Jimmy Newquist | Ashley Ave. (7th Kid Entertainment)

With Ashley Ave., the heretofore hard-rocking Jimmy Newquist has, indeed, embraced his folk side, adding pop sensibilities and overtures of romance.

 

When I last saw Jimmy Newquist, charismatic lead singer of the hard rocking Caroline’s Spine, he was playing a solo acoustic gig in Springfield, Illinois. With the Spine, he’s a commanding frontman, literally demanding and commanding attention and adoration simultaneously; solo, he was quieter, more human, perhaps: just a guy and his guitar. “I’m a folk singer trapped in a hard rock band,” he kidded—but he was only half joking.

Now, Newquist has released his first solo album, Ashley Ave., and for fans of Caroline’s Spine, it’s quite a departure. The first sign should be the genre: far from falling into the hard rock category, the album’s billed as adult alternative. The first song, “Contagious”—following the opening drum circle of “Welcome”—is an out-and-out poppy love song. Still, the voice, the rhythm, are pure Jimmy. With his rich, butter-smooth, versatile voice, he’s in his own class.

On “Come Over Here,” he proclaims, “I’m as free, I’m as free as I want to be/I look around, look around and you’re all I see/Don’t ever want to play this game without you anyway.” It’s a tale of seduction, a little tried and true, but it works; you find yourself rooting for the man with the silky smooth voice as he sings, “Baby, come over here,” his voice rising a few octaves at the end.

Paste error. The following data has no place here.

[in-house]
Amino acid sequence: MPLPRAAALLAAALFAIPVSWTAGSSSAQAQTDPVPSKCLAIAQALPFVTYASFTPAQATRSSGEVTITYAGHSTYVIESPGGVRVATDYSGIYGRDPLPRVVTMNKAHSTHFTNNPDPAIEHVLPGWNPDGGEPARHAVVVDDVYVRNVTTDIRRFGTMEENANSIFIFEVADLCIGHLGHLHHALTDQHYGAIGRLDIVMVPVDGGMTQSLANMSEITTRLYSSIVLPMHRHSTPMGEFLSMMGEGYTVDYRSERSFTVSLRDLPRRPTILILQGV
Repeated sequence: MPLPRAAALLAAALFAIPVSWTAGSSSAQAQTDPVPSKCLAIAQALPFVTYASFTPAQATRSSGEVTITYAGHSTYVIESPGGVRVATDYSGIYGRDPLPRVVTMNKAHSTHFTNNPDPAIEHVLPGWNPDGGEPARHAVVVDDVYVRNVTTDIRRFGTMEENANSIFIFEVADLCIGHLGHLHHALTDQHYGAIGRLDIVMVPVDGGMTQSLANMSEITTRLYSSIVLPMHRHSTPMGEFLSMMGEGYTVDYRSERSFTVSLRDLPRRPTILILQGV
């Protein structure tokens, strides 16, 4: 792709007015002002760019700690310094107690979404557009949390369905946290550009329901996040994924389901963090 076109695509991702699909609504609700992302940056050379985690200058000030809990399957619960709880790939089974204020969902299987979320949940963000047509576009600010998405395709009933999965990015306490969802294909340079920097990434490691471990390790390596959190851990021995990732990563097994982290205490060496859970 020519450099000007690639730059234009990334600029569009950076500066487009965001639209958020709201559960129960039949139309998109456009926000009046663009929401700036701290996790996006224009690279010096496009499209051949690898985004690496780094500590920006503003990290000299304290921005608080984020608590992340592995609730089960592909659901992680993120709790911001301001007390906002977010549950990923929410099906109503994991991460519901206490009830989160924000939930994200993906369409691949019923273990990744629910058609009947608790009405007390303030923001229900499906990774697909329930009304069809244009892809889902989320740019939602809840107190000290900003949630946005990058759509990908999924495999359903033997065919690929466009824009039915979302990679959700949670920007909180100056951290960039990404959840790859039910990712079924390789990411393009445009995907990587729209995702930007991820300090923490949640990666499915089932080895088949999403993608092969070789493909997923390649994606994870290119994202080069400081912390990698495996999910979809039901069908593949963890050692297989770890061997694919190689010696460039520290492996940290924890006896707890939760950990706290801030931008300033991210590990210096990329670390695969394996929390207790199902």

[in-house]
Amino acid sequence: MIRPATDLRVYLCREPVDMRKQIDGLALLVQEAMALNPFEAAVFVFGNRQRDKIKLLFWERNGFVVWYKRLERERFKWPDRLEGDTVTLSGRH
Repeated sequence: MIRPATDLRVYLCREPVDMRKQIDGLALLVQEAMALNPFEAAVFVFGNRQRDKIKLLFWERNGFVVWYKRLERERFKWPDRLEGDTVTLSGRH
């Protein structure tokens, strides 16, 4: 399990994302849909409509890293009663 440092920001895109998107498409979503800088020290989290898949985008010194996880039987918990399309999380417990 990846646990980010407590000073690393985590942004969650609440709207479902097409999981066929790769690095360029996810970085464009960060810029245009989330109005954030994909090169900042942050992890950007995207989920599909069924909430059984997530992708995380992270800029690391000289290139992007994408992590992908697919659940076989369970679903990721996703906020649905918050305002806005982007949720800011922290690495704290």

Crisp, well-strummed guitars back up the confessional “Secret”: “When the world thinks they know your secret/And they think you are somebody else/Sometimes I’d rather be all by myself/Look inside of me for what I’m needing.” As an added contrast, Newquist sings the verses especially low, the choruses a high falsetto.

The best track on Ashley Ave. is “Another Mary,” which begins ever so perfectly: “I like to think about what I can’t do without/in the end I learned I never learned a fucking thing.” Cleverly, Newquist compares present and current loves, both with the same name. It’s easily the most radio-appropriate song on the disc—and will, for obvious reasons, never grace the airwaves. Pity.

“I understand you near because I understood you far,” Newquist sings on “Around You” letting down his wall for the girl who can “make all [his] dreams come true.” Galloping guitars and an upbeat tempo will have your toes tapping as you sing along. “Beautiful,” a slower number, is defined by piano, played by Newquist himself.

At 6:10 in length, “Crazy Days” is the disc’s longest track. It’s a drifty, meandering gem, a mellow song that fits well with the autumn season. “Far Away” does, indeed, has a far-away feel to it, with aching strains of guitar. “Out to Play” is more upbeat and rocking; in another world, it could have been a Spine tune, but instead, Newquist has kept it all for himself. To offset the straight-ahead pop of “Someone,” he delivers the lyrics rapid-fire and repetitive: “And maybe, maybe think about what I am living it for.” Again, he alludes to having secrets, and the safety of love: “And your someone will love you/enough to hold your secrets.” The final song, “Fly,” begins as the disc did, with a drum circle; as it expands into a freeing, Native American feel, Newquist explains, “You and I, we’ll fly.”

With Ashley Ave., the heretofore hard-rocking Jimmy Newquist has, indeed, embraced his folk side, adding pop sensibilities and overtures of romance. And, truly, is music any less relevant because it’s about love? Jimmy Newquist says no—and with his versatile and gorgeous voice, you’ll listen to every word he sings.

Ashley Ave. is available online from www.bandmecca.com. For more info, check out www.7thkid.com.

Jimmy Newquist plays the Hard Rock Café on October 28.

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